Kadyrov’s Likely Heir Is Not Without Challengers

Publication: North Caucasus Weekly Volume: 5 Issue: 25

Removing whatever slight shade of doubt might have existed about his willingness to accept the artificially engineered “draft Alkhanov” campaign of the last few weeks, Alu Alkhanov visited President Vladimir Putin in Moscow on June 15, RIA Novosti reported. The Kadyrov clan’s chosen presidential candidate proposed to the Kremlin that while he is campaigning, his duties as head of the administration’s Interior Ministry should be carried out by the ministry’s deputy head, Ruslan Alkhanov.

An interesting nuance of Alkhanov’s meeting with Putin, pointed out by Vitaly Portnikov in a June 17 commentary for the Politcom.ru website: Though everyone quite naturally is interpreting that meeting as the Kremlin’s putting its stamp of approval on Alkhanov’s candidacy, for some reason, nobody from the Putin administration thus far has explicitly said that. The formal pretext for the meeting was to discuss Alu Alkhanov’s proposal to appoint Ruslan Alkhanov as his temporary replacement—a topic which of course hardly requires a personal meeting with the president of the Russian Federation. It may be that Putin is still keeping his options open.

Ramazan Abdulatipov, head of the Assembly of Peoples of Russia and an expert on the country’s ethnic minorities, told Andrei Riskin and Sergei Sergievsky in an interview published in Nezavisimaya Gazeta on June 17 that the Kremlin might opt for a “Tajikistan scenario” in Chechnya. According to this scenario, after a period of coalition rule, all opponents of the Moscow-handpicked Chechen president would be squeezed out of the security agencies. Abdulatipov suggested that Ramzan Kadyrov might turn out to be a “transitional” figure: “If he is still alive at the time of the next presidential election, I think that all the same they will find some other job for him.”

Riskin and Sergievsky emphasized that Alkhanov’s loyalty to the Kremlin has been greater and of course more consistent than Ramzan’s. According to their sources, it was only under pressure from Akhmad Kadyrov that Alkhanov agreed to the recruitment of former rebel guerrillas into the pro-Moscow administration’s police.

Even more tantalizingly, another new candidate has now surfaced who has the potential to offer Alkhanov some serious competition—and whose willingness to run reinforces suspicions that major elements within the Kremlin and the federal security agencies would like to keep alive a viable alternative to Alkhanov. The surprise candidacy of Movsar Khamidov, a Federal Security Service (FSB) colonel, “could hardly have been decided on without the agreement of part of the federal security structures,” opined Tatiana Stanovaya in an analysis posted by Politcom.ru on June 21.

As quoted by Stanovaya, Khamidov said last week that “a group of my fellow Chechens approached me just a few days ago with such a request [i.e. to run for president], and I have accepted their proposal.” According to Stanovaya, the leader of this draft-Khamidov group was one Badrudin Dzhamalkhanov, a deputy chief of the inspectorate of Russia’s Audit Chamber and one of the most pro-Moscow Chechen bureaucrats. The Khamidov candidacy is just what the pro-Moscow faction in Chechnya needs: an ethnic Chechen with strong FSB ties and the ability to unite that faction’s “anti-Kadyrovites.”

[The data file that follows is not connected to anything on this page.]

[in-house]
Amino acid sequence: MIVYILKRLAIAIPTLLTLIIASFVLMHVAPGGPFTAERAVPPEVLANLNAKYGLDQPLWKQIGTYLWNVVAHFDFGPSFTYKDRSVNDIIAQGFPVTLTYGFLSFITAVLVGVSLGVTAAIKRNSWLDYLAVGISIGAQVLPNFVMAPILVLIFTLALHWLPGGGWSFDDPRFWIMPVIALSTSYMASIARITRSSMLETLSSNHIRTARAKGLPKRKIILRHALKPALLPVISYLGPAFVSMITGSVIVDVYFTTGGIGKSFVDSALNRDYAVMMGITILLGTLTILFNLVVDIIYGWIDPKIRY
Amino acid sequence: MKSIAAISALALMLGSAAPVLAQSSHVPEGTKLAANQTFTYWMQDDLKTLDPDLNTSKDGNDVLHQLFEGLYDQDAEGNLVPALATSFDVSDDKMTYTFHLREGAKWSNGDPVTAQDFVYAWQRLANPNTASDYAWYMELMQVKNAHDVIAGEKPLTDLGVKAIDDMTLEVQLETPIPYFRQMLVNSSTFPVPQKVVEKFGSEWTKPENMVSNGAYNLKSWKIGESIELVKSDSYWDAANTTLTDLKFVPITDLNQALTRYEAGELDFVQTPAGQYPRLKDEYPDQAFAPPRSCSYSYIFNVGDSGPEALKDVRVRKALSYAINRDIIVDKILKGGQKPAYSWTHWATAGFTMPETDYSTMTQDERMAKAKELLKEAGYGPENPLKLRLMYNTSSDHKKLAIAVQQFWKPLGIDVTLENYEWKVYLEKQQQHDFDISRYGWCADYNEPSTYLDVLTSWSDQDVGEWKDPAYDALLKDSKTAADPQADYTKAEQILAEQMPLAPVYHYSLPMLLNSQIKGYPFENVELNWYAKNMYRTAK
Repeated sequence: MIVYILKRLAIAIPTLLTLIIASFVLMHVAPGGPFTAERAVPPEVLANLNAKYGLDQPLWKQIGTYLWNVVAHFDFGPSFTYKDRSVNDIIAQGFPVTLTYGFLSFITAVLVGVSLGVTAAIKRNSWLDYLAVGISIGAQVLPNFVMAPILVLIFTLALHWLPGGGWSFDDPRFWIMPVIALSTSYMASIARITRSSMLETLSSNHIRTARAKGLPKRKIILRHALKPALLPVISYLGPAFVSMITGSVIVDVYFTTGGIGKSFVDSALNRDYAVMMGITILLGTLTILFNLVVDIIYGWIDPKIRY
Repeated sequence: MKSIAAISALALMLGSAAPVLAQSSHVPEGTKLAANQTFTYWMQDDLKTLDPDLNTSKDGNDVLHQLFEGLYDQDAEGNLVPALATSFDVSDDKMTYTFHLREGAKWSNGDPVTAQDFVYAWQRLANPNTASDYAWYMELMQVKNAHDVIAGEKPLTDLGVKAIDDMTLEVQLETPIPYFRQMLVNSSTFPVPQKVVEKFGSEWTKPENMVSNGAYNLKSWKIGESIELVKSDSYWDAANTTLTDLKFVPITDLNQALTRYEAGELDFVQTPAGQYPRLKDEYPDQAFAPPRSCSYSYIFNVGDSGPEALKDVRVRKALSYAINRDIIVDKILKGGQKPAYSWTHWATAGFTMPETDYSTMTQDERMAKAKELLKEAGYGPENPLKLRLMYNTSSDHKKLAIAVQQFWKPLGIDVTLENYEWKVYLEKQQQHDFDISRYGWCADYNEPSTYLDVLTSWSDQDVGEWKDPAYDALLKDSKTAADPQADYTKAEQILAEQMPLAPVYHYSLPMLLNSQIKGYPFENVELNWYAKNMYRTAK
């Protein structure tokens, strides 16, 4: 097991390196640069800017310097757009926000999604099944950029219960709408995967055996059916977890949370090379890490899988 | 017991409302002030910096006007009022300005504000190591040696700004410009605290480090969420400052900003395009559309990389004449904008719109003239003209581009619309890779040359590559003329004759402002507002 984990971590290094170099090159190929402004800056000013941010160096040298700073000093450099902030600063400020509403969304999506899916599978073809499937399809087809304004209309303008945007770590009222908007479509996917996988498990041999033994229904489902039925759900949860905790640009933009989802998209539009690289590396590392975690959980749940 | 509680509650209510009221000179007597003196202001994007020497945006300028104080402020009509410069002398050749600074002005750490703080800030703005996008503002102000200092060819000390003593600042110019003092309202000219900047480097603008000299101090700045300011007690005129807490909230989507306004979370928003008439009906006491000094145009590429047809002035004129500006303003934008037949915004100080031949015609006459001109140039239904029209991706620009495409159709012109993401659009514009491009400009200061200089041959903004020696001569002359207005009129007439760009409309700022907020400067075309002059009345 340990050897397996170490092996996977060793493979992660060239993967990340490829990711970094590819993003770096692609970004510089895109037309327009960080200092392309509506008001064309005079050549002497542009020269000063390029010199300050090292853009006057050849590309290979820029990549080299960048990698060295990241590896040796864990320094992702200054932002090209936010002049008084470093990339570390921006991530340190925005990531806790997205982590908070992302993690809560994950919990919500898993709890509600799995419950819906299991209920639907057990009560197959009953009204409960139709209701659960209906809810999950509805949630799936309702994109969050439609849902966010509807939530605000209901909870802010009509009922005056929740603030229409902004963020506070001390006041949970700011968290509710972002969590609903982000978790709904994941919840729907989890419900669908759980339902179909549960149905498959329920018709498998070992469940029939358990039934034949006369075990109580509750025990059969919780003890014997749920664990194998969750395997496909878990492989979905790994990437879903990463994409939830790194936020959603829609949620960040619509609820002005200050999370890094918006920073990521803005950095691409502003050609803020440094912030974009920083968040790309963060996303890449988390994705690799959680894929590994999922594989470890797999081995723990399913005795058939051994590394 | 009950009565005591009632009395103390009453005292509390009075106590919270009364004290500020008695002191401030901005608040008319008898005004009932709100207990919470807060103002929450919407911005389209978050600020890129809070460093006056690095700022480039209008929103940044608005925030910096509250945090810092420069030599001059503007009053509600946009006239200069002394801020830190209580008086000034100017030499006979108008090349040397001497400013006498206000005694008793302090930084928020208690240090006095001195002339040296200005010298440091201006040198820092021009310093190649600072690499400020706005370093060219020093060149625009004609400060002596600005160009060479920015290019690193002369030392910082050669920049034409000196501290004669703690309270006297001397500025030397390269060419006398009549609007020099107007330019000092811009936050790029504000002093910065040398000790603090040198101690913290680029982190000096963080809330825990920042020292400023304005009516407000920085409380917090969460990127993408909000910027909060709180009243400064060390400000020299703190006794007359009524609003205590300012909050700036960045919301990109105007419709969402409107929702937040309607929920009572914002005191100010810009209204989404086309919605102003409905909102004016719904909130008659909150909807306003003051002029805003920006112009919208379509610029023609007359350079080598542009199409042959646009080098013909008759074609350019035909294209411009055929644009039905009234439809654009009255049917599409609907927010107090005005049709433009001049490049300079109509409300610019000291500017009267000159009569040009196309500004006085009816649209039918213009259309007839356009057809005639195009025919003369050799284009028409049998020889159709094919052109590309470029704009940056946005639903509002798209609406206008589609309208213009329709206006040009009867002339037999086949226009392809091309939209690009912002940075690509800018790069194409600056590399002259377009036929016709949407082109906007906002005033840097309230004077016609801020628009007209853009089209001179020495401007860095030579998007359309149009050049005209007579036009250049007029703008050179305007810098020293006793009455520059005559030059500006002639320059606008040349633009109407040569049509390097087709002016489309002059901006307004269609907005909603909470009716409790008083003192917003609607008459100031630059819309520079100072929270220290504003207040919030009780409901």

Nevertheless, concluded Stanovaya, Putin’s public, televised embrace of Alkhanov means that the latter is still the front-runner. On June 20, according to Russky Kurier, Alkhanov officially informed the election officials of Chechnya’s pro-Moscow administration that he will indeed run.

The Grani.ru website reported on June 14 that two more minor candidates have formally registered to take part in the election campaign. They are Magomed Aidamirov, a resident of the town of Tolstoy-Yurt northeast of Grozny, and Khusein Bibulatov, former head of the Soviet-era state statistics agency for the Chechen-Ingush republic and an adviser to the head of the Elektrogorsk research center on nuclear power plants. Bibulatov was also a candidate in last autumn’s presidential race. According to RIA Novosti, three more minor candidates filed their documents for registration on June 16. They are Zura Magomadova, a businesswoman from Moscow, Sergo Khachukayev, a lawyer from Grozny, and Umar Abuyev, a resident of the Moscow oblast and general director of the Chechenneftekhimprom oil company. On June 18, Grani.ru listed two more candidates: Roza Vakhidova, an unemployed Grozny actress, and Abdula Bugaev, head of the office in Chechnya of the Moscow-based Modern Humanities Academy.

Itar-Tass, meanwhile, reported that Mariyat Gorchkhanova, an official in the pro-Moscow administration for the Urus-Martan district, withdrew from the presidential race on June 16. She told the news agency that she had decided to pull out “because I support Ali [Alu] Alkhanov as a candidate and I would like to be of use to him in the election campaign.” Another recent dropout is Ruslan Yamadaev, who in fact never even reached the stage of formally registering as a candidate. Yamadaev’s family has a strong base in the town of Gudermes east of Grozny. But he is also a former separatist guerrilla and thus as unattractive as the Kadyrov clan to the federal security agencies (see Chechnya Weekly, June 9). Yamadaev’s decision not to run suggests that he and his circle have concluded that the Putin administration is going to stick with Alkhanov—or at least that one should not gamble otherwise unless one has, like Movsar Khamidov, well-placed friends in the FSB.

Not surprisingly, Alkhanov is not a popular figure within Chechnya. According to sources cited by Nezavisimaya Gazeta, the Kremlin quietly commissioned an opinion survey in Chechnya during the weeks after the senior Kadyrov’s assassination in May. The pollsters found that Alkhanov enjoys an approval rating of only 3 percent.